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FedEx Trucks Mean Headaches For Upper West Side Seniors

By Leslie Albrecht

DNAinfo Reporter/Producer

UPPER WEST SIDE — FedEx is supposed to make the world run on time, but for some Upper West Side seniors the overnight shipping company is doing just the opposite.

Officials at Council House senior center on West 72nd Street and Broadway say FedEx trucks park illegally in front of the center for hours, blocking the spot where Access-A-Ride, a transportation service for disabled people, usually pulls up.

That means Access-A-Ride either has to park down the block, forcing seniors with walkers or wheelchairs to go out of their way, or Access-A-Ride double parks, making seniors venture onto busy West 72nd Street, said Council House executive director Ed Bartosik.

Bartosik wrote to FedEx several months ago explaining the problem, and the company promptly wrote back and apologized. A customer relations representative said then that FedEx would direct Bartosik's complaints to management for follow-up.

But a few months later, the truck problems started again, Bartosik said.

"They're not being very neighborly," Bartosik said. "As big a company as FedEx is, they should have some sort of corporate responsibility to the community."

Council House serves about 80 to 150 seniors a day, many of whom use Access-A-Ride to travel to and from outer boroughs or elsewhere in Manhattan, Bartosik said.

Among them is a woman named Rama, who didn't want her last name or age printed. She lives on West 104th and Broadway and takes art classes at Council House.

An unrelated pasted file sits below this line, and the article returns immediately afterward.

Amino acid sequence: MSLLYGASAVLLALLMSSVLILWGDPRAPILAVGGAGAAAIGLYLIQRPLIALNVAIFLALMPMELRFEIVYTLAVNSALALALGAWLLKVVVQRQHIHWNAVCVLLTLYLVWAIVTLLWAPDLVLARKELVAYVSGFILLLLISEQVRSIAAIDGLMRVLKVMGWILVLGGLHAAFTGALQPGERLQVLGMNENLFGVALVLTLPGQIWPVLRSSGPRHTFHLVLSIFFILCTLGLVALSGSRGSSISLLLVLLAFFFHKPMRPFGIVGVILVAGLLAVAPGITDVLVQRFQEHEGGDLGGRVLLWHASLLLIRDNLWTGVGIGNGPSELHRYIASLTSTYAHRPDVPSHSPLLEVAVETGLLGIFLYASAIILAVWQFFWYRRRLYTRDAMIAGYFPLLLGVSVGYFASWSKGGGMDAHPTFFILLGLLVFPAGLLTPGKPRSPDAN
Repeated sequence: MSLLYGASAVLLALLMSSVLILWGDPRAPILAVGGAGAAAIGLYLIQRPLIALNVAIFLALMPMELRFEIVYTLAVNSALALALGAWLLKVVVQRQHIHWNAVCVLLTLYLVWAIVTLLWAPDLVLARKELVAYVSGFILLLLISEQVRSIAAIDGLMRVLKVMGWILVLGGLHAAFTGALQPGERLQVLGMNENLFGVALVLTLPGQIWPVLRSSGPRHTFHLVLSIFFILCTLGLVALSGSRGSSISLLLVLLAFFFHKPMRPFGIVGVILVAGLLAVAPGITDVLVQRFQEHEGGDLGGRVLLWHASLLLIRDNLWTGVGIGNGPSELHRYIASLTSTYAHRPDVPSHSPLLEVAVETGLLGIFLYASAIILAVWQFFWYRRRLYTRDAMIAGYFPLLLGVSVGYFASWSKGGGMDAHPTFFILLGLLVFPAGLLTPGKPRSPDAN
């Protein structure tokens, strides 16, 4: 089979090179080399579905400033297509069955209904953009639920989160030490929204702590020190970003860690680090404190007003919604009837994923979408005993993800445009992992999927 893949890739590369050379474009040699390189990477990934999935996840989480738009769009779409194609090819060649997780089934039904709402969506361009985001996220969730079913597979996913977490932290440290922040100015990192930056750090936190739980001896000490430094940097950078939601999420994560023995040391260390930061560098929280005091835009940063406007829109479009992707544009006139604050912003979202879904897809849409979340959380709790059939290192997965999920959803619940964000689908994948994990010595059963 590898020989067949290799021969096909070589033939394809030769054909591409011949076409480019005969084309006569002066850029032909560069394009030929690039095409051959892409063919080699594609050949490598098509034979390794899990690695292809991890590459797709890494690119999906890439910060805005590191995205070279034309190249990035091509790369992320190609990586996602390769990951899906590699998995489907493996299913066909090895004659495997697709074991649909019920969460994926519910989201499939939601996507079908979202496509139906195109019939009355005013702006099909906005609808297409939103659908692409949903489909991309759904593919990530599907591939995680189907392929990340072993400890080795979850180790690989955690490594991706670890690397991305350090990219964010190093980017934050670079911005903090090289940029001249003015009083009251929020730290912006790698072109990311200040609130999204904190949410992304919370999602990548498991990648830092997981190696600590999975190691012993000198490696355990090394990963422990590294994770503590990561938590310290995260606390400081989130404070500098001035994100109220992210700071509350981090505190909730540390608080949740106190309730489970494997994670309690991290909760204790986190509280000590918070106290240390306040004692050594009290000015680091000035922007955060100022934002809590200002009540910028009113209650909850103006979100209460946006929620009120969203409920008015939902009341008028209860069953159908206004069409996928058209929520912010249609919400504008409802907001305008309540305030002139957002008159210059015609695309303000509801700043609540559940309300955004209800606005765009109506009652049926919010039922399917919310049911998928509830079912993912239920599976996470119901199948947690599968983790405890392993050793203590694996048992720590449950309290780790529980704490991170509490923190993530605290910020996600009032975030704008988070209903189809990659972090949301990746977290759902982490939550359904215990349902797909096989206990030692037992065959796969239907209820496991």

Rama, who gets around on a motorized scooter, said the FedEx trucks create problems for her and she's not shy about complaining to the truck drivers. "They block my access to Access-A-Ride," she said.

With a FedEx store just a few doors down from Council House, the block is sometimes lined with trucks, Bartosik said. They're not making quick deliveries to neighborhood businesses —  they're stopping for hours to sort packages, Bartosik said.

A few years ago, there were legal parking spots in front of Council House. But City Councilwoman Gale Brewer, who represents the Upper West Side, had the spots converted into a no parking zone so Access-A-Ride could pull up directly to the curb, Bartosik said.

Now Brewer and other elected officials are pushing to make the Upper West Side an "age-friendly" neighborhood, which makes the FedEx trucks all the more troubling, Bartosik said.

"If we're really thinking about an age-friendly New York City, then we need to get businesses in line to think about these things and be aware of their surroundings," Bartosik said.

A spokesman for FedEx told DNAinfo on Tuesday that local managers had spoken to drivers in the area and reminded them not to park in front of Council House.

"We apologize for the inconvenience, and it shouldn't happen anymore," said FedEx spokesman Christopher Stanley. "We definitely strive to be a good neighbor everywhere we are. We've let the drivers know that's not a place they should be."